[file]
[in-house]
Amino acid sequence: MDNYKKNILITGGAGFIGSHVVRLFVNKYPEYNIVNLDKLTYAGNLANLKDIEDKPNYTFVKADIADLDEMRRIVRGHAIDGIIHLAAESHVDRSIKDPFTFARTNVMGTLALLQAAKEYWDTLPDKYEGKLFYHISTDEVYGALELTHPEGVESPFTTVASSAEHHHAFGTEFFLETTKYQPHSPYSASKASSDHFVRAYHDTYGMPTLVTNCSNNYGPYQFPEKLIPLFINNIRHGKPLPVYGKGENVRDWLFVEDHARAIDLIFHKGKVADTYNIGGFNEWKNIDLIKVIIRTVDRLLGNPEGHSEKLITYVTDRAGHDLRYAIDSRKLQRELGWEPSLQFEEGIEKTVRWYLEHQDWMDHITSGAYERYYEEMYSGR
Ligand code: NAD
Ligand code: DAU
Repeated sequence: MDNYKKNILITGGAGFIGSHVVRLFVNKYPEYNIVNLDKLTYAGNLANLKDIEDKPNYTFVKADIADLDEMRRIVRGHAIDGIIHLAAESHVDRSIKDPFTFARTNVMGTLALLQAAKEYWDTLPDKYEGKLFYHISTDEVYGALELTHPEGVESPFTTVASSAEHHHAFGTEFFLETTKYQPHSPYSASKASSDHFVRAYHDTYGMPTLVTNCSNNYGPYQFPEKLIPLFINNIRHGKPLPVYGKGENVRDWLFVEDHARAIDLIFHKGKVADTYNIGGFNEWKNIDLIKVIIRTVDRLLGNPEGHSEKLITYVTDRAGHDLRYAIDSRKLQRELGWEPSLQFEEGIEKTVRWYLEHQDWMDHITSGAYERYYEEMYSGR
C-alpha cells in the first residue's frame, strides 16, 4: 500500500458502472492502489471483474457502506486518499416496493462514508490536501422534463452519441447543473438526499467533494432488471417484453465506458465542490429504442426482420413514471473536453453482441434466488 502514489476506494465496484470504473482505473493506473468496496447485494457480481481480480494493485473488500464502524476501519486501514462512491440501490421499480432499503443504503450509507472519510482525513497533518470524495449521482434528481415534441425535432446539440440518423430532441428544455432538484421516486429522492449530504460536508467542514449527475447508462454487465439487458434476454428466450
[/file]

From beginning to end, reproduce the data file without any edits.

[in-house]
Amino acid sequence: MDNYKKNILITGGAGFIGSHVVRLFVNKYPEYNIVNLDKLTYAGNLANLKDIEDKPNYTFVKADIADLDEMRRIVRGHAIDGIIHLAAESHVDRSIKDPFTFARTNVMGTLALLQAAKEYWDTLPDKYEGKLFYHISTDEVYGALELTHPEGVESPFTTVASSAEHHHAFGTEFFLETTKYQPHSPYSASKASSDHFVRAYHDTYGMPTLVTNCSNNYGPYQFPEKLIPLFINNIRHGKPLPVYGKGENVRDWLFVEDHARAIDLIFHKGKVADTYNIGGFNEWKNIDLIKVIIRTVDRLLGNPEGHSEKLITYVTDRAGHDLRYAIDSRKLQRELGWEPSLQFEEGIEKTVRWYLEHQDWMDHITSGAYERYYEEMYSGR
Ligand code: NAD
Ligand code: DAU
Repeated sequence: MDNYKKNILITGGAGFIGSHVVRLFVNKYPEYNIVNLDKLTYAGNLANLKDIEDKPNYTFVKADIADLDEMRRIVRGHAIDGIIHLAAESHVDRSIKDPFTFARTNVMGTLALLQAAKEYWDTLPDKYEGKLFYHISTDEVYGALELTHPEGVESPFTTVASSAEHHHAFGTEFFLETTKYQPHSPYSASKASSDHFVRAYHDTYGMPTLVTNCSNNYGPYQFPEKLIPLFINNIRHGKPLPVYGKGENVRDWLFVEDHARAIDLIFHKGKVADTYNIGGFNEWKNIDLIKVIIRTVDRLLGNPEGHSEKLITYVTDRAGHDLRYAIDSRKLQRELGWEPSLQFEEGIEKTVRWYLEHQDWMDHITSGAYERYYEEMYSGR
C-alpha cells in the first residue's frame, strides 16, 4: 500500500458502472492502489471483474457502506486518499416496493462514508490536501422534463452519441447543473438526499467533494432488471417484453465506458465542490429504442426482420413514471473536453453482441434466488 502514489476506494465496484470504473482505473493506473468496496447485494457480481481480480494493485473488500464502524476501519486501514462512491440501490421499480432499503443504503450509507472519510482525513497533518470524495449521482434528481415534441425535432446539440440518423430532441428544455432538484421516486429522492449530504460536508467542514449527475447508462454487465439487458434476454428466450